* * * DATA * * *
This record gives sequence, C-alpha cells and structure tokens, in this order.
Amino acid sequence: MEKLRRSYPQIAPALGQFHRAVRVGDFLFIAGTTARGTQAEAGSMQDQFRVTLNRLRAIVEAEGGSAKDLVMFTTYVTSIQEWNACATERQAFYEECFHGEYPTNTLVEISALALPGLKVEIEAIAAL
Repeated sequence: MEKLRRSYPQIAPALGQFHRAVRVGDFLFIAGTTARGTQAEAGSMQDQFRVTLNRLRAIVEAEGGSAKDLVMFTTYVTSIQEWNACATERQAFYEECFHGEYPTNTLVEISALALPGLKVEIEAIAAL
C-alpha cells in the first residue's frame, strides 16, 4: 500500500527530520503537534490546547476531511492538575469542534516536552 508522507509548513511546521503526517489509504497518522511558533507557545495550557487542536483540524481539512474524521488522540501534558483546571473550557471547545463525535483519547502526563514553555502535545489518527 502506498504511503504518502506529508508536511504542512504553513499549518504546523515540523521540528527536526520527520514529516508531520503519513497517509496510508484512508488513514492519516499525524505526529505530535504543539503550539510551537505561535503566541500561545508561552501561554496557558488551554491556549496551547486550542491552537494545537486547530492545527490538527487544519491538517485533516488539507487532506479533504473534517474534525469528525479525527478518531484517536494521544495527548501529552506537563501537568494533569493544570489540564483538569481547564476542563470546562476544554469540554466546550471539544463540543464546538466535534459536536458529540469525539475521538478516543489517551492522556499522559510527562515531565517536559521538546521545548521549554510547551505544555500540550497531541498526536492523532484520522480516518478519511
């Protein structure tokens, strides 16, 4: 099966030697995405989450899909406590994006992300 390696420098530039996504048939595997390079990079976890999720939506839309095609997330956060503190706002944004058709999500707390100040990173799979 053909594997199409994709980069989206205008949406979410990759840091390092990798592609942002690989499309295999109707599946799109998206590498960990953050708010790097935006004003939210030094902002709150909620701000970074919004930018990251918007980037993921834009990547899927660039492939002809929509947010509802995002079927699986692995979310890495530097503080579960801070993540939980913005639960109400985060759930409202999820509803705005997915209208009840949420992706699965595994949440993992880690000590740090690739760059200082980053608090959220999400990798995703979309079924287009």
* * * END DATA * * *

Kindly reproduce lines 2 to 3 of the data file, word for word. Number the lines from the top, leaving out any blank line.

Amino acid sequence: MEKLRRSYPQIAPALGQFHRAVRVGDFLFIAGTTARGTQAEAGSMQDQFRVTLNRLRAIVEAEGGSAKDLVMFTTYVTSIQEWNACATERQAFYEECFHGEYPTNTLVEISALALPGLKVEIEAIAAL
Repeated sequence: MEKLRRSYPQIAPALGQFHRAVRVGDFLFIAGTTARGTQAEAGSMQDQFRVTLNRLRAIVEAEGGSAKDLVMFTTYVTSIQEWNACATERQAFYEECFHGEYPTNTLVEISALALPGLKVEIEAIAAL